1. 25 Investments: Introduction
  2. 25 Investments: American Depository Receipt (ADR)
  3. 25 Investments: Annuity
  4. 25 Investments: Art and Collectibles
  5. 25 Investments: Bonds
  6. 25 Investments: Cash
  7. 25 Investments: Closed-End Investment Fund
  8. 25 Investments: Common Stock
  9. 25 Investments: Convertible Bonds
  10. 25 Investments: Corporate Bond
  11. 25 Investments: Futures Contract
  12. 25 Investments: Life Insurance
  13. 25 Investments: The Money Market
  14. 25 Investments: Mortgage-Backed Securities
  15. 25 Investments: Municipal Bonds
  16. 25 Investments: Mutual Funds
  17. 25 Investments: Options (Stocks)
  18. 25 Investments: Exchange-Traded Funds
  19. 25 Investments: Preferred Stock
  20. 25 Investments: Private Equity
  21. 25 Investments: Real Estate & Property
  22. 25 Investments: Real Estate Investment Trusts (REITs)
  23. 25 Investments: U.S. Treasury Securities
  24. 25 Investments: Unit Investment Trusts (UITs)
  25. 25 Investments: Venture Capital
  26. 25 Investments: Zero-Coupon Securities
  27. 25 Investments: Conclusion

Convertible bonds are hybrid securities that offer features of both bonds and stocks. They are technically corporate bonds that can convert into common equity at a certain price. For instance, if the underlying common stock appreciates sufficiently, convertible bond holders have a right to convert, or exchange the bond for common stock shares.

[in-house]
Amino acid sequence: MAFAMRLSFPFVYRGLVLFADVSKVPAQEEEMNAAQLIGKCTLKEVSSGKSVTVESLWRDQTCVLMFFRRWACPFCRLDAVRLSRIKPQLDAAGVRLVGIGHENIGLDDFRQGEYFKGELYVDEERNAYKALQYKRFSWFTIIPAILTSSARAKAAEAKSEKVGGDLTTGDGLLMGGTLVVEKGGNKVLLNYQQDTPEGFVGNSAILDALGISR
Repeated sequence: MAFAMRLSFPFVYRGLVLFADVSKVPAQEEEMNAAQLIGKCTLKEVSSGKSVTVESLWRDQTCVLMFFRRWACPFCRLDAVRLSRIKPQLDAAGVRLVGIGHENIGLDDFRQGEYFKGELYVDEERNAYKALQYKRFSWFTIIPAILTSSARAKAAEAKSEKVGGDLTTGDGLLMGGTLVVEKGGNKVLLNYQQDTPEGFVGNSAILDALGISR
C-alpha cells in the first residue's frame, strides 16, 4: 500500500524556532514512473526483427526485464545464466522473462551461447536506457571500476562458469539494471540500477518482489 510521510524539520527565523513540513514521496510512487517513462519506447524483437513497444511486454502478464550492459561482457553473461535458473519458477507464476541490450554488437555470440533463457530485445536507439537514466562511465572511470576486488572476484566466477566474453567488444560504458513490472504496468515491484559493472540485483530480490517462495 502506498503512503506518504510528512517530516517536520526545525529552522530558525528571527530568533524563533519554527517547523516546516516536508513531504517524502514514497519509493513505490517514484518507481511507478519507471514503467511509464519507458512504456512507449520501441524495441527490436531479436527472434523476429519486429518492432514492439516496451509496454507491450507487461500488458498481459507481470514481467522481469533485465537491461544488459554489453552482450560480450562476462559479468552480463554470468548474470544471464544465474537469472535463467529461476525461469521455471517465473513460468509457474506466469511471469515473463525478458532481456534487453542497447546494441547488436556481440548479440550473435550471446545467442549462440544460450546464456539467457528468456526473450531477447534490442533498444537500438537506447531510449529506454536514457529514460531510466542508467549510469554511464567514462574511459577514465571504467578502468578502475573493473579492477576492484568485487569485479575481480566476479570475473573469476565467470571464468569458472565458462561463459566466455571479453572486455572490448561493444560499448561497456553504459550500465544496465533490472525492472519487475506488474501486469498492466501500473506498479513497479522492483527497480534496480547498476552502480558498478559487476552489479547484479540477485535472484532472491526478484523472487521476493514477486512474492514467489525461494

If conversion levels are not reached, the investor has a bond that pays a coupon payment and matures, at which point the investor will receive his or her principal back. So, there is more downside protection than with a common stock, and more upside than a pure bond because of the conversion feature if the underlying stock appreciates sufficiently in value.

Because of the upside with conversion, convertible bonds typically offer a lower yield than regular bonds. In the case of corporate bankruptcy, since convertibles are ranked in the capital structure along with regular bonds, investors have a better chance of getting some of their money back compared to those holding common stock. (To learn more, see Convertible Bonds: An Introduction.)

Objectives and Risks

Convertible bonds offer a solid mix of downside protection, upside potential, and income. One risk associated with convertibles is that most are callable. In other words, the company can force convertible bondholders to convert the bonds to common stock by calling the bonds. This is called "forced conversion".

How to Buy or Sell It

Convertible bonds can be bought along with other individual bonds. However, supplies are limited and a relatively high number of issues are only available to institutional investors. For this reason, liquidity is lower, and investors could be better served by investing in more diversified convertible bond mutual funds.

Strengths

Best features of bonds and stocks

Upside potential with downside protection

Income generating features

Weaknesses

Liquidity is low

Callable features aren’t ideal

Lower yields than pure bonds

Key Considerations

Liquidity: Low

Historical Returns: High (with downside protection)

Inflation Protection: Medium (due to stock features)


25 Investments: Corporate Bond
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